Prairie Strips Winter Webinar Series

Prairie Strips Winter Webinar Series

By: Craig Ficenec, Sand County Foundation

Much of Illinois was once covered in a diverse prairie ecosystem: wildlife thrived and water flowed clean. Today, recreating a small fraction of that native vegetation could move us toward our water quality and habitat goals, while improving farm profitability.

Sand County Foundation, Pheasants Forever, and Iowa State University are excited to host a webinar series throughout February to show how and why strategically planted strips of prairie can benefit Illinois’ streams, pollinators, and farmers.

Prairie Strip along a field border (Photo by Omar de Kok-Mercado – Iowa State University)

Prairie strips are taking root as a new agricultural conservation practice across the Midwest. These strips of native perennial vegetation, generally 30 feet or more in width, are placed along the contour within a farm field or at the field edge to retain rainfall and capture soil and nutrient runoff. Research results from the STRIPS team at Iowa State University show that prairie strips on just a few acres of a row crop field can provide significant water quality and biodiversity benefits.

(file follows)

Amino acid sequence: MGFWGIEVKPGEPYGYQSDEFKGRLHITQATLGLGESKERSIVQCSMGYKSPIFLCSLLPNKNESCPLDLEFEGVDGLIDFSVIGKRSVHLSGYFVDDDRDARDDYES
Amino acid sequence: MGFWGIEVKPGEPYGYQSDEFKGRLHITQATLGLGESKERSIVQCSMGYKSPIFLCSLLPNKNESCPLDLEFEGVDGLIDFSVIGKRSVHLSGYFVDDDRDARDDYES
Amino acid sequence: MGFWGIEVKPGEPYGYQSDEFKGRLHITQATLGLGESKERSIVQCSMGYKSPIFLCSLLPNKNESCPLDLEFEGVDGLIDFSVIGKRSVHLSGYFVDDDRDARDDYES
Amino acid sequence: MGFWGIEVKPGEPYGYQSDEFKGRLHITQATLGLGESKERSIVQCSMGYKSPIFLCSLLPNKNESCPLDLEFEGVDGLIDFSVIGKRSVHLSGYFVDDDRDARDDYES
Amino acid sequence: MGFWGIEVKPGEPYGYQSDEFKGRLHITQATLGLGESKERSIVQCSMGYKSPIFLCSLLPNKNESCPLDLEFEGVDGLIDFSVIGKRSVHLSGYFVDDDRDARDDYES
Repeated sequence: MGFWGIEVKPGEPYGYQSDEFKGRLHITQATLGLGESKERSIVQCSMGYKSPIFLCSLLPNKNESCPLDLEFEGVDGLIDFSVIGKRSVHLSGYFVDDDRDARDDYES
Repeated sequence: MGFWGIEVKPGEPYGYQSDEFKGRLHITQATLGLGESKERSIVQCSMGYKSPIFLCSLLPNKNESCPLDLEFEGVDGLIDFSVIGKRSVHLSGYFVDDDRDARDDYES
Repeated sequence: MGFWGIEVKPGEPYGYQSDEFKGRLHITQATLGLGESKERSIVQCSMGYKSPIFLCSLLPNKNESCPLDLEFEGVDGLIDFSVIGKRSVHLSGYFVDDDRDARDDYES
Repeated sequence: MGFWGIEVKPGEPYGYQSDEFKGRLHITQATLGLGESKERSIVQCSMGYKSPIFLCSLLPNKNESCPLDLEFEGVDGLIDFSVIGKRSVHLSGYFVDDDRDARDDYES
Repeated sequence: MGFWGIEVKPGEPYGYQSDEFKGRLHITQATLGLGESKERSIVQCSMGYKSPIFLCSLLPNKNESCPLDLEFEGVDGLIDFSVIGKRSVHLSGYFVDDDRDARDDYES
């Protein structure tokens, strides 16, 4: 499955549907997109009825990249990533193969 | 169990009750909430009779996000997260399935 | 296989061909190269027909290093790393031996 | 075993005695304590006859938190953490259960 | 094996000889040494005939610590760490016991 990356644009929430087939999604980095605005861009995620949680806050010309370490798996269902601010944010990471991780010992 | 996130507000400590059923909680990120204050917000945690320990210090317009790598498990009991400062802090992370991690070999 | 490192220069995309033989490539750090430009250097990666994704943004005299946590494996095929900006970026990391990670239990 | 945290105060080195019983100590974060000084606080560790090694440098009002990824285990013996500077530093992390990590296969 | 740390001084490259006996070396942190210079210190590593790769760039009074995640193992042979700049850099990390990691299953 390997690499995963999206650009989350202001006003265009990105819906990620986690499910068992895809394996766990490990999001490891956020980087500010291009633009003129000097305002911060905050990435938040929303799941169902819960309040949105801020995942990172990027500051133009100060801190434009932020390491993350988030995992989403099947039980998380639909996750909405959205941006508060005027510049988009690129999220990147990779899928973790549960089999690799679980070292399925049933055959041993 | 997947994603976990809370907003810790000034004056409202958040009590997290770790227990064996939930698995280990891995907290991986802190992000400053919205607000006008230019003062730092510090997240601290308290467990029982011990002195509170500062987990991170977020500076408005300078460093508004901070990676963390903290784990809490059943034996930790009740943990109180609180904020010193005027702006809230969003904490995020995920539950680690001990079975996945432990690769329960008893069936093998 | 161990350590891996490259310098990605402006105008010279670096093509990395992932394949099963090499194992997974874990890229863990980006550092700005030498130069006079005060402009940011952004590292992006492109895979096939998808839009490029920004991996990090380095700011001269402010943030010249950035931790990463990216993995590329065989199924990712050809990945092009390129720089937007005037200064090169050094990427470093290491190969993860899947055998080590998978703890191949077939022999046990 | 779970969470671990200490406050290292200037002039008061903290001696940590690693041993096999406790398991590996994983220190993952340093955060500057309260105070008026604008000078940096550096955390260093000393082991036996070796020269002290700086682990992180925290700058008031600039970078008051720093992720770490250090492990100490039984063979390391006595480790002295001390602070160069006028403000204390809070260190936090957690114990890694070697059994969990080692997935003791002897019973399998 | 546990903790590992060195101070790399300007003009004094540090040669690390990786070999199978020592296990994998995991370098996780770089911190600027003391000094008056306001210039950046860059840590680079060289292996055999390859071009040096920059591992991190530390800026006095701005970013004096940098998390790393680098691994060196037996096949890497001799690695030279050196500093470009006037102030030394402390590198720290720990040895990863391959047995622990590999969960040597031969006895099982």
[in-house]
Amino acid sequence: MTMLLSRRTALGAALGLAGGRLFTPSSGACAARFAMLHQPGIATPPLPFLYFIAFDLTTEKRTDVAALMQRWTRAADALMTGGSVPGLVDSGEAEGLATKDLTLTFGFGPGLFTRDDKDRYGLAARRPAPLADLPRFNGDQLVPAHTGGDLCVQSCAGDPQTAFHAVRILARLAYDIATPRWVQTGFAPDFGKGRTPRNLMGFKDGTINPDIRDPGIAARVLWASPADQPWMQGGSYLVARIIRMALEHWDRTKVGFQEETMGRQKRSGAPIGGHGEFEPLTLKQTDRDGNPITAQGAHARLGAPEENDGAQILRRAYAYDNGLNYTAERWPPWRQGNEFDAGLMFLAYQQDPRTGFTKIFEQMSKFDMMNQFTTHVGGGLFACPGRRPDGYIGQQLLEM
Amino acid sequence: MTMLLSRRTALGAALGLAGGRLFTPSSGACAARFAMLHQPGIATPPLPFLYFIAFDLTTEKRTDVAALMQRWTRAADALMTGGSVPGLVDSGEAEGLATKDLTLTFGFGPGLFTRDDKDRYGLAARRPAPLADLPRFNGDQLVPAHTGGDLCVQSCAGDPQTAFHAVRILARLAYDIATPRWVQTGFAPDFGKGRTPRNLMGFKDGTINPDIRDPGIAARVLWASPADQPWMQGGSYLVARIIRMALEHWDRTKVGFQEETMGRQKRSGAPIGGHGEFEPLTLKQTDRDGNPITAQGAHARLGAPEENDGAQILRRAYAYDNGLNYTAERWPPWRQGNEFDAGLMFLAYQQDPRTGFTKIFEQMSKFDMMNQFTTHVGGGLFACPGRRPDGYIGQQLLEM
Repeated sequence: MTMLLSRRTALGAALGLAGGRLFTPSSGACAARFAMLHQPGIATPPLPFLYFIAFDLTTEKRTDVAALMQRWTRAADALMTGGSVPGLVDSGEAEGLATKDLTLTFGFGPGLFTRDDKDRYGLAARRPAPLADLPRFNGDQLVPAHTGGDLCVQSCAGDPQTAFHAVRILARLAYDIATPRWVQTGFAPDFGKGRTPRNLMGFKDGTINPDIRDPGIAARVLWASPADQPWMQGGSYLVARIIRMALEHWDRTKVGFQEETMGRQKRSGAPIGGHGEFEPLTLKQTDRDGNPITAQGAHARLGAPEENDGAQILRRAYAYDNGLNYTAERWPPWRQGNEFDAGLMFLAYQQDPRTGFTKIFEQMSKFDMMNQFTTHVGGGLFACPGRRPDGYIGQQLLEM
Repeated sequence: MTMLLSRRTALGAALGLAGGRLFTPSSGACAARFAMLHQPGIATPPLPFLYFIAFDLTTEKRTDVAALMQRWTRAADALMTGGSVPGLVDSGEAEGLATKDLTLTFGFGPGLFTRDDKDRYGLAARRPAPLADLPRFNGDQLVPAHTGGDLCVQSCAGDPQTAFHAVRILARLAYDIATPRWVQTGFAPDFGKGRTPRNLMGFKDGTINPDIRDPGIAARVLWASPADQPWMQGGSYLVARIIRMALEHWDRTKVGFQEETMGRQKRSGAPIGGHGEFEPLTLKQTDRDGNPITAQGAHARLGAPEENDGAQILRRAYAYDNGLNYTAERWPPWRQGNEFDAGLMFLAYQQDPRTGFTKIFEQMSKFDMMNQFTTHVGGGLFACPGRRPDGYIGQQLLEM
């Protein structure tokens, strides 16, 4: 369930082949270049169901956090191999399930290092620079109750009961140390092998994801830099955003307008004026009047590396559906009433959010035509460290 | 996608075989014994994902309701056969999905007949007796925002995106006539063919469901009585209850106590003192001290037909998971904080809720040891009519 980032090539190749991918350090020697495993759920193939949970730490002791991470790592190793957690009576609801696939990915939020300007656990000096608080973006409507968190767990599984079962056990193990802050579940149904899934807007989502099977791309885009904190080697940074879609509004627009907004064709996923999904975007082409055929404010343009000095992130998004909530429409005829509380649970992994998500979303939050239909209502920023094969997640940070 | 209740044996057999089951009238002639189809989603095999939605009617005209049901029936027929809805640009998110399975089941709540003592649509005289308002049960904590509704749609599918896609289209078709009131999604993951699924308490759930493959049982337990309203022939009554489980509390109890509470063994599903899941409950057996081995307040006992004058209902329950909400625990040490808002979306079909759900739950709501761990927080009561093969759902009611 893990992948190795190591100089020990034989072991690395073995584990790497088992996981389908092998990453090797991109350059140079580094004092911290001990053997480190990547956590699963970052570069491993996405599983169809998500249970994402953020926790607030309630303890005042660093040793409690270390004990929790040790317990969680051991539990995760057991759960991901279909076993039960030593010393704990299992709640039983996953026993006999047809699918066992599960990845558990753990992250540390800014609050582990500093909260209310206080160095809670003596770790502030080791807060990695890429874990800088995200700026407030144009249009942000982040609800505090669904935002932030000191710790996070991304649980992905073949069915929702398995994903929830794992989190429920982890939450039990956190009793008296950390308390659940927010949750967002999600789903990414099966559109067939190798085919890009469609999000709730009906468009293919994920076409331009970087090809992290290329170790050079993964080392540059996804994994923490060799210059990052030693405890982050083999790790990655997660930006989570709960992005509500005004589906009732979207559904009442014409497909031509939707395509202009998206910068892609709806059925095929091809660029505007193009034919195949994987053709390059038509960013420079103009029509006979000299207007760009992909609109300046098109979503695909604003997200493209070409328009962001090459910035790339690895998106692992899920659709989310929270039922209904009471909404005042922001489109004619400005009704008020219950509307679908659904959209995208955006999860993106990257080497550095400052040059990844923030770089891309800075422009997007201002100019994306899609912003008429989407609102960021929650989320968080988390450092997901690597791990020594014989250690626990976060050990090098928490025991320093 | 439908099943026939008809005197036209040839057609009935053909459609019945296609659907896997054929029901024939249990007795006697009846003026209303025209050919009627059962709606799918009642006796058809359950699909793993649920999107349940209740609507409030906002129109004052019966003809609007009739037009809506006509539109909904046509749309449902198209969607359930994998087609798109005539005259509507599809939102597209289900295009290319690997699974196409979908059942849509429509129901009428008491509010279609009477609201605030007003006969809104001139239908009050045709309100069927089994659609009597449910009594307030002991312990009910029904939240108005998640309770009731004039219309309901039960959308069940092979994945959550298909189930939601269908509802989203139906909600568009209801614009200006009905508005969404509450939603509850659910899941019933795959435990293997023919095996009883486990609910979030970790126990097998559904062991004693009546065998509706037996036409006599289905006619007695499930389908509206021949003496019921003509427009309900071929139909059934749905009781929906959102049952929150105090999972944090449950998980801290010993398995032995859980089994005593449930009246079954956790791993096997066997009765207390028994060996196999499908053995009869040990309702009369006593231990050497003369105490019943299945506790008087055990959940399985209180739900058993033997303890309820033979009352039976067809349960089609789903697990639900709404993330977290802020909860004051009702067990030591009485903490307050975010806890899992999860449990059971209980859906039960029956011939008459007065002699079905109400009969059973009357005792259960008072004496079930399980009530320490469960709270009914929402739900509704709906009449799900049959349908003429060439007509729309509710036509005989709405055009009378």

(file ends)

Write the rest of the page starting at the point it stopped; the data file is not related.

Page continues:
Prairie strips within a corn field (photo by Omar de Kok-Mercado – Iowa State University)

For farmers and crop advisors reviewing yield data, permanent cover may be an economical option for underperforming crop acres along field borders or other trouble spots. Seeding native perennial grasses and forbs can provide stable cover, attract pollinators and grassland birds, and prevent soil and nutrients from leaving the field.

Frost seeding prairie strips with a native seed drill (Photo by Tim Youngquist – Iowa State University)

Illinois is already leading the way in expanding prairie strip acreage. Last year, Illinois enrolled more acres than any other state in a new “Prairie Strips CP-43 Practice” under the Conservation Reserve Program. Rather than retiring fields from production, this Conservation Reserve Program option keeps most of the field in row crops while putting borders, odd-shaped corners or contours into native grass and wildflower vegetation. Additionally, this provides the landowner with annual rental payments.

Join us from 8 AM to 9 AM CT, each Tuesday on February 8, 15, and 22. The webinar series is designed for agronomists, consultants, and farmers.

We will discuss:

Session 1: How to lay out prairie strips to maintain efficient field operations and maximize per-acre return on investment

Session 2: Strategies for site preparation, seeding, and management of prairie strips

Session 3: Potential benefits of prairie strips for pollinators and crop production

Visit to register and view a complete program.

Each session qualifies for 1.0 CEU credits.

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ISAP Coordinator